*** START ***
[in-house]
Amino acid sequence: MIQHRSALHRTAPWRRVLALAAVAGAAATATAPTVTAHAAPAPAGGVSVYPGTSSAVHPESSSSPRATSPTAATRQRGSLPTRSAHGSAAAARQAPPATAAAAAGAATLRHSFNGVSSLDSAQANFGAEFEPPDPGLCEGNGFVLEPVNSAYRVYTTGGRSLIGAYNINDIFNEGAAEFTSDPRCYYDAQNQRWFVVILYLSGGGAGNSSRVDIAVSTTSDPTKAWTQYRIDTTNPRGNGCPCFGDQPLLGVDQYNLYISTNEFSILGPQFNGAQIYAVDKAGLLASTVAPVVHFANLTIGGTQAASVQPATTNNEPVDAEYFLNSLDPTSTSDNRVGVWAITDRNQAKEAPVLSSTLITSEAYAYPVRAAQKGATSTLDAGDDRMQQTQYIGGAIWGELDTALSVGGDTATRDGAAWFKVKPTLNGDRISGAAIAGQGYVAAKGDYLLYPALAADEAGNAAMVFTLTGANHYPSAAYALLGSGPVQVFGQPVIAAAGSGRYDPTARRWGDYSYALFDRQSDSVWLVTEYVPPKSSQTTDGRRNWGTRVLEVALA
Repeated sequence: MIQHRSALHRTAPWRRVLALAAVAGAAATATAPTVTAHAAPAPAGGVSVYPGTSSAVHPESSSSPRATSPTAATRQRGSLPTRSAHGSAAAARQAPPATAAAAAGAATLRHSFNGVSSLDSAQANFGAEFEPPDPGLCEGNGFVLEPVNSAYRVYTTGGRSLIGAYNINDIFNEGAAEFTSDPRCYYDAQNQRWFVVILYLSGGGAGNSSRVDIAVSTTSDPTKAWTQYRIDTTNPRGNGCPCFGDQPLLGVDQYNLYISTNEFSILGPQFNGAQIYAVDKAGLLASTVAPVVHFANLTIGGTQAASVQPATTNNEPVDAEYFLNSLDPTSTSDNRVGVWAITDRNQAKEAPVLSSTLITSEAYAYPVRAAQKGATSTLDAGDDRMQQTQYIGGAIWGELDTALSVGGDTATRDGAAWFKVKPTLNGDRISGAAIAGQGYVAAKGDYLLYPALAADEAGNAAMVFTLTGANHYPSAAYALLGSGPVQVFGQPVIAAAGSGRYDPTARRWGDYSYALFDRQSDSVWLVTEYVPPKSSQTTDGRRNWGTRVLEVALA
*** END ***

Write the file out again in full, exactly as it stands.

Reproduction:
[in-house]
Amino acid sequence: MIQHRSALHRTAPWRRVLALAAVAGAAATATAPTVTAHAAPAPAGGVSVYPGTSSAVHPESSSSPRATSPTAATRQRGSLPTRSAHGSAAAARQAPPATAAAAAGAATLRHSFNGVSSLDSAQANFGAEFEPPDPGLCEGNGFVLEPVNSAYRVYTTGGRSLIGAYNINDIFNEGAAEFTSDPRCYYDAQNQRWFVVILYLSGGGAGNSSRVDIAVSTTSDPTKAWTQYRIDTTNPRGNGCPCFGDQPLLGVDQYNLYISTNEFSILGPQFNGAQIYAVDKAGLLASTVAPVVHFANLTIGGTQAASVQPATTNNEPVDAEYFLNSLDPTSTSDNRVGVWAITDRNQAKEAPVLSSTLITSEAYAYPVRAAQKGATSTLDAGDDRMQQTQYIGGAIWGELDTALSVGGDTATRDGAAWFKVKPTLNGDRISGAAIAGQGYVAAKGDYLLYPALAADEAGNAAMVFTLTGANHYPSAAYALLGSGPVQVFGQPVIAAAGSGRYDPTARRWGDYSYALFDRQSDSVWLVTEYVPPKSSQTTDGRRNWGTRVLEVALA
Repeated sequence: MIQHRSALHRTAPWRRVLALAAVAGAAATATAPTVTAHAAPAPAGGVSVYPGTSSAVHPESSSSPRATSPTAATRQRGSLPTRSAHGSAAAARQAPPATAAAAAGAATLRHSFNGVSSLDSAQANFGAEFEPPDPGLCEGNGFVLEPVNSAYRVYTTGGRSLIGAYNINDIFNEGAAEFTSDPRCYYDAQNQRWFVVILYLSGGGAGNSSRVDIAVSTTSDPTKAWTQYRIDTTNPRGNGCPCFGDQPLLGVDQYNLYISTNEFSILGPQFNGAQIYAVDKAGLLASTVAPVVHFANLTIGGTQAASVQPATTNNEPVDAEYFLNSLDPTSTSDNRVGVWAITDRNQAKEAPVLSSTLITSEAYAYPVRAAQKGATSTLDAGDDRMQQTQYIGGAIWGELDTALSVGGDTATRDGAAWFKVKPTLNGDRISGAAIAGQGYVAAKGDYLLYPALAADEAGNAAMVFTLTGANHYPSAAYALLGSGPVQVFGQPVIAAAGSGRYDPTARRWGDYSYALFDRQSDSVWLVTEYVPPKSSQTTDGRRNWGTRVLEVALA